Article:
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College of Social Work

A lifelong love of learning leads MSW student in her 60s to USC

Marion Janis’s journey through life has been anything but predictable. 

At 65, she has done everything from being a head therapist at a psychiatric hospital to managing a tack shop in Aiken, South Carolina. Along the way, she has learned something from every job and from every person she’s met. Education, she says, can come from anywhere. 

Now, she’s seeking her master’s degree in social work at the University of South Carolina. 

“I love to learn, and I want to continue to learn until I die,” Janis says.  

Her life choices have been guided by family and faith. Janis grew up in Long Island, New York, in a close-knit Jewish family. She says she and her brother were bullied because of their faith and academic success.  

“I didn’t want other people to feel that kind of pain, so that led me into a career in psychology,” Janis says.  

“I found psychology very rewarding. I realized my first year all the stuff you learn is in the back of your mind, but what makes you a good psychologist or counselor is trustworthiness and empathy. By being genuine, you can have an easy rapport with people and engage them in the therapy process.” 

After a 20-year career, she moved to Florida to care for her parents. After her father died, Janis and her mother decided to relocate to Aiken in 2001. She worked a variety of jobs, including managing a tack shop where she was able to share her love of horses. 

Estrella de Sarafina, Paso Fino
Estrella de Sarafina, Paso Fino

When her mother passed in 2014, she decided to make another move to Columbia, where there was a larger Jewish community. To make ends meet, she worked at Goodwill for several years. Although her “counseling skills were really honed by working with the public during COVID,” she wanted to secure a job using her expertise, education and “God-given skills to help people.” 

She learned that South Carolina residents aged 60 or older are eligible for the state's free tuition waiver. She did some research and decided to pursue an MSW at USC. 

“Steven Cote, a College of Social Work recruiter, was reassuring about being an older, nontraditional student and what we can bring to the college,” Janis says. “That gave me confidence, so I applied and was accepted.”

According to the National Center for Education Statistics, more than 550,000 U.S. adults 50 and older were enrolled in undergraduate and graduate programs in 2021. Kiplinger reports that institutions in all 50 states offer free or inexpensive college courses for older residents. This provides a great opportunity for older students to gain new knowledge about a subject they’re curious about or to launch a second or even third career, according to Cote.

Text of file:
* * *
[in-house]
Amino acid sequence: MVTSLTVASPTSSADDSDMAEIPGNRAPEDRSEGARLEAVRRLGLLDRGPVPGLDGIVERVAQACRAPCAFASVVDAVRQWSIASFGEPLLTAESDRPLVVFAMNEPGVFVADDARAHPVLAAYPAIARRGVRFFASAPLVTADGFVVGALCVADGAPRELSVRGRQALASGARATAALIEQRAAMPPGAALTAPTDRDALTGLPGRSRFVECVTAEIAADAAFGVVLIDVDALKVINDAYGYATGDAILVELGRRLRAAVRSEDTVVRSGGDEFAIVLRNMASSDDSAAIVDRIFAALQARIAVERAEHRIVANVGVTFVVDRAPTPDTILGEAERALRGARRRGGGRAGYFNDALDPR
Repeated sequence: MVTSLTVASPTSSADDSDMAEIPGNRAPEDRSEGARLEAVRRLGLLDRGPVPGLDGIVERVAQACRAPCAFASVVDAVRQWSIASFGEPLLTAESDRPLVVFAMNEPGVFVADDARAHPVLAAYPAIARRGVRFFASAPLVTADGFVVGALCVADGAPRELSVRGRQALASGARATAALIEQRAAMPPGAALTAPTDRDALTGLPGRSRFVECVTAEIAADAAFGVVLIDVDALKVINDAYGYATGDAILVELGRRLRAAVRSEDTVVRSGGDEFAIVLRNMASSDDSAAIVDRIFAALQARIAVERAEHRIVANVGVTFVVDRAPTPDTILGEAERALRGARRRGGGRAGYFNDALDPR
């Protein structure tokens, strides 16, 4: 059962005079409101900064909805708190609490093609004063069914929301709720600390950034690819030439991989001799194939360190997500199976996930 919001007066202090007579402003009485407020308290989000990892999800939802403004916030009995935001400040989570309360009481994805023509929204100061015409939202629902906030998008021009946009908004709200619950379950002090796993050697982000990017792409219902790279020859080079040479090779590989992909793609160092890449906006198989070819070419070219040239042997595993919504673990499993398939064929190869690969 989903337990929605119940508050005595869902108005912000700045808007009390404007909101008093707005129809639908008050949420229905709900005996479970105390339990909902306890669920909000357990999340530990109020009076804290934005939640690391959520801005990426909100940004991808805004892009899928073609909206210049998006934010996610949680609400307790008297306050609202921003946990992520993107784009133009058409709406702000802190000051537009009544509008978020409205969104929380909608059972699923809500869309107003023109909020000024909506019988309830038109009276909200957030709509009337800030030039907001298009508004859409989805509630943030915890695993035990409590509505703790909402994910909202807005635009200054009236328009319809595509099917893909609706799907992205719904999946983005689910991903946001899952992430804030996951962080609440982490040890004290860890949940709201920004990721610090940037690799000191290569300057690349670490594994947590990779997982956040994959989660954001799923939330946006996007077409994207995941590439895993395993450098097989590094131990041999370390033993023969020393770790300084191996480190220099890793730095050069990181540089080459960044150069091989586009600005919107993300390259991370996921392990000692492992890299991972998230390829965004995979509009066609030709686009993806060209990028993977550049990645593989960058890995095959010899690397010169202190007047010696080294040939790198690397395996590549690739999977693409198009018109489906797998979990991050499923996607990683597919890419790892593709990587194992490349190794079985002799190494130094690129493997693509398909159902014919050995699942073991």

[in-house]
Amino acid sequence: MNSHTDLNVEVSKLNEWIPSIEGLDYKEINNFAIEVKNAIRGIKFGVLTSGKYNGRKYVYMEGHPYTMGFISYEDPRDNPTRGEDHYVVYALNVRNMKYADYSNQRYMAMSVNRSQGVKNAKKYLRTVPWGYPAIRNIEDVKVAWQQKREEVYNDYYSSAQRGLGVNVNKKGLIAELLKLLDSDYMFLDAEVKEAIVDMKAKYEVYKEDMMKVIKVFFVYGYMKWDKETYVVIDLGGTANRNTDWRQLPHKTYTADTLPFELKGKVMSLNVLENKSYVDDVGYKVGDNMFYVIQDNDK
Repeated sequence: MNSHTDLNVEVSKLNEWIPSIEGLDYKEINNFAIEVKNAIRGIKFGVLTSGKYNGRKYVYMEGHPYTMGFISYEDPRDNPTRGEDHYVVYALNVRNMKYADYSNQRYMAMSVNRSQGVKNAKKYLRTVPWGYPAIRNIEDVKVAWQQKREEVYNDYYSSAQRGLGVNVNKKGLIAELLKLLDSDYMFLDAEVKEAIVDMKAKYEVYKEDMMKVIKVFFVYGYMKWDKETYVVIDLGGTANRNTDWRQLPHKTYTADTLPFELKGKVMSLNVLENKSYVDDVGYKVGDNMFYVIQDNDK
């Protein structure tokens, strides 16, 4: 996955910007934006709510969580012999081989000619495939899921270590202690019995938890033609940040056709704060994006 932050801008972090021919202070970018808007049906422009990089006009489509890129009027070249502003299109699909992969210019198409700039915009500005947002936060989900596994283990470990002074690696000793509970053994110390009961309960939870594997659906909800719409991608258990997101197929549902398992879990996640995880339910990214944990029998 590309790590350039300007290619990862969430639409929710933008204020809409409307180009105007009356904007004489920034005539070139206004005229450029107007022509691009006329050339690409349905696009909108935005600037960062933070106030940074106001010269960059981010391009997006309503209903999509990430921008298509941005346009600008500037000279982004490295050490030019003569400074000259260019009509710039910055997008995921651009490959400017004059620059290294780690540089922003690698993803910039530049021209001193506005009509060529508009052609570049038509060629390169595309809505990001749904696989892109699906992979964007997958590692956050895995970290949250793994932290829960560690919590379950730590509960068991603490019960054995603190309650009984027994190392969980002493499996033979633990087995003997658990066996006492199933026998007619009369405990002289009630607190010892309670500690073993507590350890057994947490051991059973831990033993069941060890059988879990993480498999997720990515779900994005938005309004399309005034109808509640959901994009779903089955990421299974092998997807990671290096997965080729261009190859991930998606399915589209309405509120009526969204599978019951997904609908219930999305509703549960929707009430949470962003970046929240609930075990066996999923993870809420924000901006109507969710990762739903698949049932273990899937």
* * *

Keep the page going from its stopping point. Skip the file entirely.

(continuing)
“Our state needs social workers. We work hard to cast a wide net when recruiting, hoping to attract those who are interested in improving their world,” he says. “It’s never too late for a person to shift gears and become a change maker, and older students are known for being diligent scholars. Everyone benefits when they’re contributing to classroom discussions.” 

Janis was drawn to USC by talking with alumni and students, and she was impressed by the campus, the facilities and the university system.  

“I just love being on a college campus, and I absolutely love this program. The level of professors is really great, and they are dynamic teachers,” she says.  

While she’s taking classes and doing field placements, Janis has continued working full-time as a live-in caregiver for a client. She admits it’s tough getting enough sleep but has managed to do well academically.  

“One of my professors told me to focus on what you learn and not on your grade,” she says. “But that grade thing is important to me because my dad always said that everything in the world can be taken from you except what you have in your head.” 

While Janis finds it easy to develop a rapport with younger students, that’s not to say there’s not an occasional generation gap. When that happens, she tries to put herself in their place by remembering her college days the first time around. One thing she’s not worried about is the future of social work: “I’m so impressed with these young people. They are so focused and smart. The profession will be in their good hands.” 

Returning to college in her 60s hasn’t come without other challenges – including learning new technology and her professional experience, which she calls both a benefit and a liability when trying to approach classes from a new learning perspective. 

While she completes the master’s program, Janis also plans to obtain a trauma-informed practice certificate. After graduation in spring 2025, she hopes to move to the Charlotte, North Carolina, area where she can use her new degree either from a macro perspective such as with a nonprofit or government organization or in a therapy position.  

“My goals are to find a job I enjoy doing in a positive workplace environment,” Janis says. “I want to meet new people and become active in the large Jewish community. I hope my horse is still kicking – she’s 25 years old – because there are very good horseback riding trails in the area.” 

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